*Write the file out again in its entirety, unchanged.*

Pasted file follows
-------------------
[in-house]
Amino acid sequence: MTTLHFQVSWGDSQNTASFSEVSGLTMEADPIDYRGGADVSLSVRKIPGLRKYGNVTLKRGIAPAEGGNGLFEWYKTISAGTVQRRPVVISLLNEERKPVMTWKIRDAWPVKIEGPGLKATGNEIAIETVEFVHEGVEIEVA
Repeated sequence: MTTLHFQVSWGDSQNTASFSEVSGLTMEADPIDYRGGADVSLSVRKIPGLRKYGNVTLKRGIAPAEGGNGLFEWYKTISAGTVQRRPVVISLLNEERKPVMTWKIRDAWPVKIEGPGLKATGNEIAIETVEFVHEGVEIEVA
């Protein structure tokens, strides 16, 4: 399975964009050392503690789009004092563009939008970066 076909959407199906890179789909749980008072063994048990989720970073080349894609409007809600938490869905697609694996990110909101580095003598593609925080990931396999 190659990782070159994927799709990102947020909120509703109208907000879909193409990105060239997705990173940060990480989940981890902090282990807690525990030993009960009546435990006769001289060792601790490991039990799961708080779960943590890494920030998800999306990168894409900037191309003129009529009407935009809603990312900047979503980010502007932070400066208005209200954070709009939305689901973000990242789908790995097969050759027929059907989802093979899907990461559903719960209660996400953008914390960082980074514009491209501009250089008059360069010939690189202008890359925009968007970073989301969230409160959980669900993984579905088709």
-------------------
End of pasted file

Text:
[in-house]
Amino acid sequence: MTTLHFQVSWGDSQNTASFSEVSGLTMEADPIDYRGGADVSLSVRKIPGLRKYGNVTLKRGIAPAEGGNGLFEWYKTISAGTVQRRPVVISLLNEERKPVMTWKIRDAWPVKIEGPGLKATGNEIAIETVEFVHEGVEIEVA
Repeated sequence: MTTLHFQVSWGDSQNTASFSEVSGLTMEADPIDYRGGADVSLSVRKIPGLRKYGNVTLKRGIAPAEGGNGLFEWYKTISAGTVQRRPVVISLLNEERKPVMTWKIRDAWPVKIEGPGLKATGNEIAIETVEFVHEGVEIEVA
């Protein structure tokens, strides 16, 4: 399975964009050392503690789009004092563009939008970066 076909959407199906890179789909749980008072063994048990989720970073080349894609409007809600938490869905697609694996990110909101580095003598593609925080990931396999 190659990782070159994927799709990102947020909120509703109208907000879909193409990105060239997705990173940060990480989940981890902090282990807690525990030993009960009546435990006769001289060792601790490991039990799961708080779960943590890494920030998800999306990168894409900037191309003129009529009407935009809603990312900047979503980010502007932070400066208005209200954070709009939305689901973000990242789908790995097969050759027929059907989802093979899907990461559903719960209660996400953008914390960082980074514009491209501009250089008059360069010939690189202008890359925009968007970073989301969230409160959980669900993984579905088709």